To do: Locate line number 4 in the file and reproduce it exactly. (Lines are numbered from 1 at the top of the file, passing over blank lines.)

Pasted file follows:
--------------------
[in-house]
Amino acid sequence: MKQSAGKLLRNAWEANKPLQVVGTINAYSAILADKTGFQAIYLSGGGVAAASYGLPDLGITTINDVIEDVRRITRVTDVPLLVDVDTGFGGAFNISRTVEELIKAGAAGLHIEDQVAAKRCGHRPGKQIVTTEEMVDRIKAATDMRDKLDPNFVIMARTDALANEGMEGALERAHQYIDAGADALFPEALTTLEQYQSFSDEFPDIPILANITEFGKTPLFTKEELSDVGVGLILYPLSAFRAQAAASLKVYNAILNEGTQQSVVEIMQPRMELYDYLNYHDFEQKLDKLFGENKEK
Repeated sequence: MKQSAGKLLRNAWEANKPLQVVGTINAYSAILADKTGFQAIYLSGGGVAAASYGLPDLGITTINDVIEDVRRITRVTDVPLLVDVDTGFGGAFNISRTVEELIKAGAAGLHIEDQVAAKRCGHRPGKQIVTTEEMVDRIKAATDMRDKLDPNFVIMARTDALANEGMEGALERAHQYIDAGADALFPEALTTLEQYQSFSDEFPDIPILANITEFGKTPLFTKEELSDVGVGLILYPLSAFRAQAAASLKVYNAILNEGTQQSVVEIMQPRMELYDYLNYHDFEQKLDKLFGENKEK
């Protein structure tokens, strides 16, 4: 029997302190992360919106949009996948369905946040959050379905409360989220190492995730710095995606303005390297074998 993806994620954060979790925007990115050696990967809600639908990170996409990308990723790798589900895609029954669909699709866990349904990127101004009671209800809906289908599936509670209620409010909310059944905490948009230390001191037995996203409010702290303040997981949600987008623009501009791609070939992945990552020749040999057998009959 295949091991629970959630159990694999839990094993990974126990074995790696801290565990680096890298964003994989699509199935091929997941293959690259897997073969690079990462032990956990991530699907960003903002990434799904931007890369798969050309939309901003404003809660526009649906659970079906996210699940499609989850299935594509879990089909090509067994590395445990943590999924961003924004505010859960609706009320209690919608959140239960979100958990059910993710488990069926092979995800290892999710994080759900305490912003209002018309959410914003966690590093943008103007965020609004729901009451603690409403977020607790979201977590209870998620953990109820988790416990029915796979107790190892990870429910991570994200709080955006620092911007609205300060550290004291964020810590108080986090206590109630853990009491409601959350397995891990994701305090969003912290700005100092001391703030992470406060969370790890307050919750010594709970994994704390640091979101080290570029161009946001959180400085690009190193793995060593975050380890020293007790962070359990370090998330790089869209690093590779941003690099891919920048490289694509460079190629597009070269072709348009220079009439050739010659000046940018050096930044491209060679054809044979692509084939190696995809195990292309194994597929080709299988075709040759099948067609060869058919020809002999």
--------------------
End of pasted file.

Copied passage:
């Protein structure tokens, strides 16, 4: 029997302190992360919106949009996948369905946040959050379905409360989220190492995730710095995606303005390297074998 993806994620954060979790925007990115050696990967809600639908990170996409990308990723790798589900895609029954669909699709866990349904990127101004009671209800809906289908599936509670209620409010909310059944905490948009230390001191037995996203409010702290303040997981949600987008623009501009791609070939992945990552020749040999057998009959 295949091991629970959630159990694999839990094993990974126990074995790696801290565990680096890298964003994989699509199935091929997941293959690259897997073969690079990462032990956990991530699907960003903002990434799904931007890369798969050309939309901003404003809660526009649906659970079906996210699940499609989850299935594509879990089909090509067994590395445990943590999924961003924004505010859960609706009320209690919608959140239960979100958990059910993710488990069926092979995800290892999710994080759900305490912003209002018309959410914003966690590093943008103007965020609004729901009451603690409403977020607790979201977590209870998620953990109820988790416990029915796979107790190892990870429910991570994200709080955006620092911007609205300060550290004291964020810590108080986090206590109630853990009491409601959350397995891990994701305090969003912290700005100092001391703030992470406060969370790890307050919750010594709970994994704390640091979101080290570029161009946001959180400085690009190193793995060593975050380890020293007790962070359990370090998330790089869209690093590779941003690099891919920048490289694509460079190629597009070269072709348009220079009439050739010659000046940018050096930044491209060679054809044979692509084939190696995809195990292309194994597929080709299988075709040759099948067609060869058919020809002999």